infrastructure, which however will be managed through Private Sector
               arrangements, that is the profit motive is likely to overshadow public
               good.
           b. That once the public infrastructure is in place (the undersea cable), the
               Inter-connection framework will not be under the normal (CCK)
               regulations. It is bound to be monopolistic and possibly discriminative
               by way of costing.
           c. That the process of joining the consortium remains selective.
   3. On consumer rights, it was established that the Regulator, CCK should be
       charged with the duty of ensuring that telecoms operations do not exploit
       customers. This function however is not being effectively handled and there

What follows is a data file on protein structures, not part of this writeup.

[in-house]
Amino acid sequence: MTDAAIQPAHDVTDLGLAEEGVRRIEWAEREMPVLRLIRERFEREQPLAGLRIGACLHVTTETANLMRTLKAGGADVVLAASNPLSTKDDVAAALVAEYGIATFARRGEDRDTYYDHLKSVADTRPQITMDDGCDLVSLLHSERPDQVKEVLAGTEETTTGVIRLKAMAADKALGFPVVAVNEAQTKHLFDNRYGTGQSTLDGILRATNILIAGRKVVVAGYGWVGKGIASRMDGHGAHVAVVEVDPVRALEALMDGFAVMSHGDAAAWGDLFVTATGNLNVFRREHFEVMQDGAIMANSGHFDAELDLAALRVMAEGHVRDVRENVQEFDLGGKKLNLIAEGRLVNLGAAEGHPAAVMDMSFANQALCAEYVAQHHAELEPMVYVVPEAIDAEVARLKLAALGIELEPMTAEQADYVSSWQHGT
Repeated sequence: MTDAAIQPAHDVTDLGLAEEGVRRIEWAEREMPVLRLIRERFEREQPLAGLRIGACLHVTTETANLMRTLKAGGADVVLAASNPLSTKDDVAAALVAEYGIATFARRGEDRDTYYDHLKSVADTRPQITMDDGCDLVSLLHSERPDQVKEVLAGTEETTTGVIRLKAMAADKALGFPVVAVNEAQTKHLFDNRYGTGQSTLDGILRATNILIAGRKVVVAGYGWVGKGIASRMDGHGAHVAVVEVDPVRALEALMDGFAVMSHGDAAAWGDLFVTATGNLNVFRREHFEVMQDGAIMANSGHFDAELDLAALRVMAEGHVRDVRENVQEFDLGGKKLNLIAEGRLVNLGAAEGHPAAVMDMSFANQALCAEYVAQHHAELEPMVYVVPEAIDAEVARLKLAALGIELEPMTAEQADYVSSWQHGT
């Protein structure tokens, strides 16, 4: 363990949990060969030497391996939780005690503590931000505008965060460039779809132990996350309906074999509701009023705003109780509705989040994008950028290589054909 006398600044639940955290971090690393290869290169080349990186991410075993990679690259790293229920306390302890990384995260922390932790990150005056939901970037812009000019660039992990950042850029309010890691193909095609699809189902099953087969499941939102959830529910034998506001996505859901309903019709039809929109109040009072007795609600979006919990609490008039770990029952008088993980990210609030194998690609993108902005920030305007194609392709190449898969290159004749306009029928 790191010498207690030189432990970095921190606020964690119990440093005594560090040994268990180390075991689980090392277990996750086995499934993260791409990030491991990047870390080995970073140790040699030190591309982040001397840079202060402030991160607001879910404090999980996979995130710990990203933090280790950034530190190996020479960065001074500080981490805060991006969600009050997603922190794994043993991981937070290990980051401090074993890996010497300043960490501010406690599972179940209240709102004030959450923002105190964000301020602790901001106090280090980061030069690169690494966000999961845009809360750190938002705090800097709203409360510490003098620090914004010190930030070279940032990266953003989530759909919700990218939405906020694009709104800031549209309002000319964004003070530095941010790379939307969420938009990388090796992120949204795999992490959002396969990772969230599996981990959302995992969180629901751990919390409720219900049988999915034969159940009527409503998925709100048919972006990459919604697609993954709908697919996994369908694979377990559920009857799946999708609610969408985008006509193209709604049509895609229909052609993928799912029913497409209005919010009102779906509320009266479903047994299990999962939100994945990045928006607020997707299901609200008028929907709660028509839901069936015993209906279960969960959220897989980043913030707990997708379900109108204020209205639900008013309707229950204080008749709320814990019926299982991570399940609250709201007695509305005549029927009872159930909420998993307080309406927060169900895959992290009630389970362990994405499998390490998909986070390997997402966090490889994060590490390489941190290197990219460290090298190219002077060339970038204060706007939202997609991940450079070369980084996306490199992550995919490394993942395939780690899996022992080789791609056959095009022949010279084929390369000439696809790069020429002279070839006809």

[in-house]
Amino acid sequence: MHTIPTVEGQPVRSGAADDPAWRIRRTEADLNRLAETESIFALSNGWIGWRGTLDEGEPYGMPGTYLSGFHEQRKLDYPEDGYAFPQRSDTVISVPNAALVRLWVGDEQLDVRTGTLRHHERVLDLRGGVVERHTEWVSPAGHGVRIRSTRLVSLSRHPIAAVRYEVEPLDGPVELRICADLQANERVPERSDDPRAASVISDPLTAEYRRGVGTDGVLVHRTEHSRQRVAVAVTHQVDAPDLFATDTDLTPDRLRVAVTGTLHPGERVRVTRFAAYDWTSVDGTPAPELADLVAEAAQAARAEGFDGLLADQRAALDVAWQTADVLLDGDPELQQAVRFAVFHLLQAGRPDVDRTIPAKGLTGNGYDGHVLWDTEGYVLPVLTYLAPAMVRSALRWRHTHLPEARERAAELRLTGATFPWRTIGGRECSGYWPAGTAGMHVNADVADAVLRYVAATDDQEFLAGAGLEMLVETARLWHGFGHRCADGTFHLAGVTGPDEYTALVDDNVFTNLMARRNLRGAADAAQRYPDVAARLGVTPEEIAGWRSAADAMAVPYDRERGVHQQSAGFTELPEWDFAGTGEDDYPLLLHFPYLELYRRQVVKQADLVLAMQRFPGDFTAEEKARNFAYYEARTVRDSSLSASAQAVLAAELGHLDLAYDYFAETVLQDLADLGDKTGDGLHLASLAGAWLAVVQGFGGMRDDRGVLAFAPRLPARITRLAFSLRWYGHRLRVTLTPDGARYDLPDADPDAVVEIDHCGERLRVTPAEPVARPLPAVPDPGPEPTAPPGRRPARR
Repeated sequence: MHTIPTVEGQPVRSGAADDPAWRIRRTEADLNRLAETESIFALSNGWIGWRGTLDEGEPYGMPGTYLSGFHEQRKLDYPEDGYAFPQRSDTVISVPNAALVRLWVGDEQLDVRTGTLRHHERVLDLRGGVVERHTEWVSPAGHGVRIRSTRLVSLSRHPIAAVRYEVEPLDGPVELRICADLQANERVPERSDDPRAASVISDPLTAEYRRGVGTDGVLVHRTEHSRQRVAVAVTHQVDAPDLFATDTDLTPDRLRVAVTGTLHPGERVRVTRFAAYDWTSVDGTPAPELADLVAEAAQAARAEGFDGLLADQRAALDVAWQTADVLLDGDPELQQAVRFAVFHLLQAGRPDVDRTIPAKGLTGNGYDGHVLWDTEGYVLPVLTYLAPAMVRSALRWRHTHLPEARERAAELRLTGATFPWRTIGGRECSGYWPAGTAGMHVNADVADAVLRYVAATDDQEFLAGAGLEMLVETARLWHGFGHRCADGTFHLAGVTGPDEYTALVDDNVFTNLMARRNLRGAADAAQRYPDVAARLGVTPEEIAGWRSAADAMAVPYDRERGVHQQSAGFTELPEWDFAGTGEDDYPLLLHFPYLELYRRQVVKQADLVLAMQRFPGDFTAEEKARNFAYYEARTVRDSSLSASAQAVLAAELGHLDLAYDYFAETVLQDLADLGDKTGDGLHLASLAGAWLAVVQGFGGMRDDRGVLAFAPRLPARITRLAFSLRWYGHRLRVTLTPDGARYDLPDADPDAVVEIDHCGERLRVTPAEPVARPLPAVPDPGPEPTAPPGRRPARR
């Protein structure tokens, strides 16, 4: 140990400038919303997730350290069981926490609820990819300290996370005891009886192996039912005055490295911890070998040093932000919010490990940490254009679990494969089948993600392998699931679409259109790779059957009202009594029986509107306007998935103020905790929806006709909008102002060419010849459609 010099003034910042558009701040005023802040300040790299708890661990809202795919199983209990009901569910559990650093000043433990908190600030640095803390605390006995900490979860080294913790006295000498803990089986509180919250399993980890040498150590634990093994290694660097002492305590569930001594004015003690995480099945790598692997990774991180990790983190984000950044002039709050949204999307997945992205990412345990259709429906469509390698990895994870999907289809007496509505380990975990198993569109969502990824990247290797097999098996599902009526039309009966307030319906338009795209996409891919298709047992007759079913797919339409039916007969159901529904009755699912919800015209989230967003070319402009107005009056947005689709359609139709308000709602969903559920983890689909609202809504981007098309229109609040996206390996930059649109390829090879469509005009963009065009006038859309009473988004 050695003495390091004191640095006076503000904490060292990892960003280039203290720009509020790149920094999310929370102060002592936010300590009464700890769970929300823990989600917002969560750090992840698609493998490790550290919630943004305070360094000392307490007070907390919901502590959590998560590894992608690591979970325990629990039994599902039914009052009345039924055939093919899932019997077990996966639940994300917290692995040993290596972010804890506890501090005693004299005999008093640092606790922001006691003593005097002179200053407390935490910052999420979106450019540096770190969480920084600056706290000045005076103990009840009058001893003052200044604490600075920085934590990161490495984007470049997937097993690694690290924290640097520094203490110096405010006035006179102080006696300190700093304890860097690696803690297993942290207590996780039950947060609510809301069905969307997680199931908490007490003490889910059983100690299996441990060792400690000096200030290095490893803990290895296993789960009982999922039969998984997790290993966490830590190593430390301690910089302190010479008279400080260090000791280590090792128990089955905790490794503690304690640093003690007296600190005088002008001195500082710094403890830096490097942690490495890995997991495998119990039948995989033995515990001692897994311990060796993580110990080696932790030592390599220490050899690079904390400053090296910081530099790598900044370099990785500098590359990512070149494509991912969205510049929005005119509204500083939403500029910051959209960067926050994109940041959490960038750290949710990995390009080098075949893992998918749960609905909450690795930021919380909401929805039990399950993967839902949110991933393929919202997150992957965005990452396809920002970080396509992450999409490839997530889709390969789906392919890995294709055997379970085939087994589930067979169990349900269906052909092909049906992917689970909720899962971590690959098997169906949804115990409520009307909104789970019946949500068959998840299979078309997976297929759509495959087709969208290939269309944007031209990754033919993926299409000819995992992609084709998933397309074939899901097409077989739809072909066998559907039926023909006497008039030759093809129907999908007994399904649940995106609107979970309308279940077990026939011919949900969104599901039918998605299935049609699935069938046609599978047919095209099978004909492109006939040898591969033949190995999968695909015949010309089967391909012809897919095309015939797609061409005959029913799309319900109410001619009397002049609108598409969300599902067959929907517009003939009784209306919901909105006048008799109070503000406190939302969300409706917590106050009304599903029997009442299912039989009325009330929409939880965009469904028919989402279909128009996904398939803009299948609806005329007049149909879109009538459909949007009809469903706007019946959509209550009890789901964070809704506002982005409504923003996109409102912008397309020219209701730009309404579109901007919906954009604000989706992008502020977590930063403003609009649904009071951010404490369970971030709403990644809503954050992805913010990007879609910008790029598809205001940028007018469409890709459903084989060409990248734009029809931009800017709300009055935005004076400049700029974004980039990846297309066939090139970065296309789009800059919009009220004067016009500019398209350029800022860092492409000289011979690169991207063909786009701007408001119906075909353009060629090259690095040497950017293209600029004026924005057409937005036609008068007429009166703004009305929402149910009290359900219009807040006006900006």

need to form Consumer Rights bodies outside the Regulatory body.
   4. The Media practitioners were agreed that ICT attracts less coverage mostly
       because it was neither sensational nor emotional. It does not fit into the
       typical profile (Debbie or Wanjiku) that the media targets. Unless and until,
       ICTs are packaged to connect with this profile, ICTs will continue being
       difficult to sell.
   5. Internet Broadcasting cannot be locally regulated since it is using the Internet
       platform, which pervades national boundaries. This is typical of most Internet
       Governance Issues that are currently being discussed and explored.
   6. It was agreed that most ICT Training institutions largely focus on user-